It’s Definitely Not Art, But Is It Work?

It’s hard to explain the pleasure I’ve gotten from learning the craft of weaving, an activity whose roots extend at least 20,000 years into the past. In truth, I could devote the next (and most likely last) 20 years of my life just to playing with “plain weave,” its simplest form — over-under, over-under — and not even scratch the surface of its possibilities. Day after day, I tromp down to our chilly basement and work with remarkable satisfaction at things as simple as getting a straight horizontal edge across my cloth.

But is what I’m doing actually “work”? Certainly, at the end of a day of bending under the loom to tie things up, of working the treadles to raise and lower different sets of threads, my aging joints are sore. My body knows all too well that I’ve been doing something. But is it work? Heaven knows, I’m not making products crucial to our daily lives or those of others. (We now possess more slightly lopsided cloth napkins than any two-person household could use in a lifetime.) Nor, at my beginner’s level, am I producing anything that could pass for “art.”

I don’t have to weave. I could buy textiles for a lot less than it costs me to make them. But at my age, in pandemic America, I’m lucky. I have the time, money, and freedom from personal responsibilities to be able to immerse myself in making cloth. For me, playing with string is a first-world privilege. It won’t help save humanity from a climate disaster or reduce police violence in communities of color. It won’t even help a union elect an American president, something I was focused on last fall, while working with the hospitality-industry union. It’s not teaching college students to question the world and aspire to living examined lives, something I’ve done in my official work as a part-time professor for the last 15 years. It doesn’t benefit anyone but me.

Nevertheless, what I’m doing certainly does have value for me. It contributes, as philosophers might say, to my human flourishing. When I practice weaving, I’m engaged in something political philosopher Iris Marion Young believed essential to a good life. As she put it, I’m “learning and using satisfying and expansive skills.” Young thought that a good society would offer all its members the opportunity to acquire and deploy such complicated skills in “socially recognized settings.” In other words, a good society would make it possible for people to do work that was both challenging and respected.

Writing in the late 1980s, she took for granted that “welfare capitalism” of Europe, and to a far lesser extent the United States, would provide for people’s basic material needs. Unfortunately, decades later, it’s hard even to teach her critique of such welfare capitalism — a system that sustained lives but didn’t necessarily allow them to flourish — because my students here have never experienced an economic system that assumes any real responsibility for sustaining life. Self-expression and an opportunity to do meaningful work? Pipe dreams if you aren’t already well-off! They’ll settle for jobs that pay the rent, keep the refrigerator stocked, and maybe provide some health benefits as well. That would be heaven enough, they say. And who could blame them when so many jobs on offer will fall far short of even such modest goals?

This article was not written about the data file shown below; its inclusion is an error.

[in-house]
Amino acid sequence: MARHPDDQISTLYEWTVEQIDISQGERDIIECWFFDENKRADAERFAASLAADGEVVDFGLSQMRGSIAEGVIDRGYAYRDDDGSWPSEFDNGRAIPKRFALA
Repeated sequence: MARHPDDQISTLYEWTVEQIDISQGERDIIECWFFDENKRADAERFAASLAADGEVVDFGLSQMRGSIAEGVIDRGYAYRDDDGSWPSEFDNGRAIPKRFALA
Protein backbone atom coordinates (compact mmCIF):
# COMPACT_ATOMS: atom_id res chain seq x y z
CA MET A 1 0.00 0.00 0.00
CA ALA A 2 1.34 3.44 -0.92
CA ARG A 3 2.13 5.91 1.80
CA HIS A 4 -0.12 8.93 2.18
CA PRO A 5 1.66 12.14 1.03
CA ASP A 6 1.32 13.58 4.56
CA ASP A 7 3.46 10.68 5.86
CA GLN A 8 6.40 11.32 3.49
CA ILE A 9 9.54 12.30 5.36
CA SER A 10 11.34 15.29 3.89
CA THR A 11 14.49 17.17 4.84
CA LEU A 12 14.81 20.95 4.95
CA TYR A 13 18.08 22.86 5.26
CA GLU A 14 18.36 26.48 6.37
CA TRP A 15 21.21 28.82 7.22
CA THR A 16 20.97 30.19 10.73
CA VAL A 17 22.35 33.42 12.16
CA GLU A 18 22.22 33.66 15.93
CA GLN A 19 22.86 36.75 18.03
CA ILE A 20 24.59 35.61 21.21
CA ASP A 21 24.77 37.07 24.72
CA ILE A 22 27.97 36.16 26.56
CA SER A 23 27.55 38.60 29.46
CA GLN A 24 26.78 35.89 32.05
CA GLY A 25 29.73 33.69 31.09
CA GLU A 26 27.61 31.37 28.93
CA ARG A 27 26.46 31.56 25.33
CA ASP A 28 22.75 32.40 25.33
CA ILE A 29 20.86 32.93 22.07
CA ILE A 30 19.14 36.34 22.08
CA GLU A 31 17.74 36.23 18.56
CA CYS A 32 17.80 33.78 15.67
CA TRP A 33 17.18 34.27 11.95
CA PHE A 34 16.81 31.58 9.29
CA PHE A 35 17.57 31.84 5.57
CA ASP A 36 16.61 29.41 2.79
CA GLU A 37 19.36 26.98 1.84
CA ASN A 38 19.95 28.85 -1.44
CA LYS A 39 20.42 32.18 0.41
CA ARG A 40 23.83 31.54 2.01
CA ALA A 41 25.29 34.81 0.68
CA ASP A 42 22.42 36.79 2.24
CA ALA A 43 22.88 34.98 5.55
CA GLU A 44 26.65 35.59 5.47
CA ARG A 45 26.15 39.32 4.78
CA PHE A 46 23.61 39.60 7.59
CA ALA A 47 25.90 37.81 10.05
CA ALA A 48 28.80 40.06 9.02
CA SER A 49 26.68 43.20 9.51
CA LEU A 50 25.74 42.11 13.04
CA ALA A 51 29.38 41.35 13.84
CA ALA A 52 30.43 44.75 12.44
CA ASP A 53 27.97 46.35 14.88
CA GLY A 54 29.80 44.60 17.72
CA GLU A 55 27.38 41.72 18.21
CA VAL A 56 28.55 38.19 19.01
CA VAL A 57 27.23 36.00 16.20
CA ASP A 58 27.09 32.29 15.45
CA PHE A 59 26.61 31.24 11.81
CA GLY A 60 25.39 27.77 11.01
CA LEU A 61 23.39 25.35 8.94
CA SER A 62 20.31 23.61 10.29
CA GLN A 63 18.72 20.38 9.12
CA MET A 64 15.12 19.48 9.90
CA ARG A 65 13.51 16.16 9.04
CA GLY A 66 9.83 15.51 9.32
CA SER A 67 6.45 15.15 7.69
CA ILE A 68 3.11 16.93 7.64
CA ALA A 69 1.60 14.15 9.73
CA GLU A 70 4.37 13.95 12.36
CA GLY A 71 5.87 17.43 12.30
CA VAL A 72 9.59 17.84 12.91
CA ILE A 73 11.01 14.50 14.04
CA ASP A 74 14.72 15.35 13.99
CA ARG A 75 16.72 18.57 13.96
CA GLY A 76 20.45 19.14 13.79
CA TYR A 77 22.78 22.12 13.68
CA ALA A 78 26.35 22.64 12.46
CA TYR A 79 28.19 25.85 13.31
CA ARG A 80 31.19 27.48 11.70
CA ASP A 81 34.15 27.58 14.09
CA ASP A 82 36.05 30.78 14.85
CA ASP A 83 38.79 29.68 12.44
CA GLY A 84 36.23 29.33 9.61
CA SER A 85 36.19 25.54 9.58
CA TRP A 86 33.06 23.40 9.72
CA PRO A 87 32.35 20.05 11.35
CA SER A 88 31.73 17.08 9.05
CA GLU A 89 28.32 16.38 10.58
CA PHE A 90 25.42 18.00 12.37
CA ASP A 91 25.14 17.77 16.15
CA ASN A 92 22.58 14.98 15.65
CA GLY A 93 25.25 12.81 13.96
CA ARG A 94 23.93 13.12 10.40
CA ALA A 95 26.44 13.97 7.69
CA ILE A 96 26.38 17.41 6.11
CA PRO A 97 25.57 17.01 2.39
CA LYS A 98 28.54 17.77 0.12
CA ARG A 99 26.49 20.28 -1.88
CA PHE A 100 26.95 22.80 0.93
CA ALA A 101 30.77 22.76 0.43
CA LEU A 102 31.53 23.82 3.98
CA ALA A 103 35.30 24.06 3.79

What I’m not doing when I weave is making money. I’m not one of the roughly 18 million workers in this country who do earn their livings in the textile industry. Such “livings” pay a median wage of about $28,000 a year, which likely makes it hard to keep a roof over your head. Nor am I one of the many millions more who do the same around the world, people like Seak Hong who sews garments and bags for an American company in Cambodia. Describing her life, she told a New York Times reporter, “I feel tired, but I have no choice. I have to work.” Six days a week,

“Ms. Hong wakes up at 4:35 a.m. to catch the truck to work from her village. Her workday begins at 7 and usually lasts nine hours, with a lunch break. During the peak season, which lasts two to three months, she works until 8:30 p.m.”

“Ms. Hong has been in the garment business for 22 years. She earns the equivalent of about $230 a month and supports her father, her sister, her brother (who is on disability) and her 12-year-old son.”

Her sister does the unpaid — but no less crucial — work of tending to her father and brother, the oxen, and their subsistence rice plants.

Hong and her sister are definitely working, one with pay, the other without. They have, as she says, no choice.

Catherine Gamet, who makes handbags in France for Louis Vuitton, is also presumably working to support herself. But hers is an entirely different experience from Hong’s. She loves what she’s been doing for the last 23 years. Interviewed in the same article, she told the Times, “To be able to build bags and all, and to be able to sew behind the machine, to do hand-sewn products, it is my passion.” For Gamet, “The time flies by.”

Both these women have been paid to make bags for more than 20 years, but they’ve experienced their jobs very differently, undoubtedly thanks to the circumstances surrounding their work, rather than the work itself: how much they earn; the time they spend traveling to and from their jobs; the extent to which the “decision” to do a certain kind of work is coerced by fear of poverty. We don’t learn from Hong’s interview how she feels about the work itself. Perhaps she takes pride in what she does. Most people find a way to do that. But we know that making bags is Gamet’s passion. Her work is not merely exhausting, but in Young’s phrase “satisfying and expansive.” The hours she spends on it are lived, not just endured as the price of survival.

Pandemic Relief and Its Discontents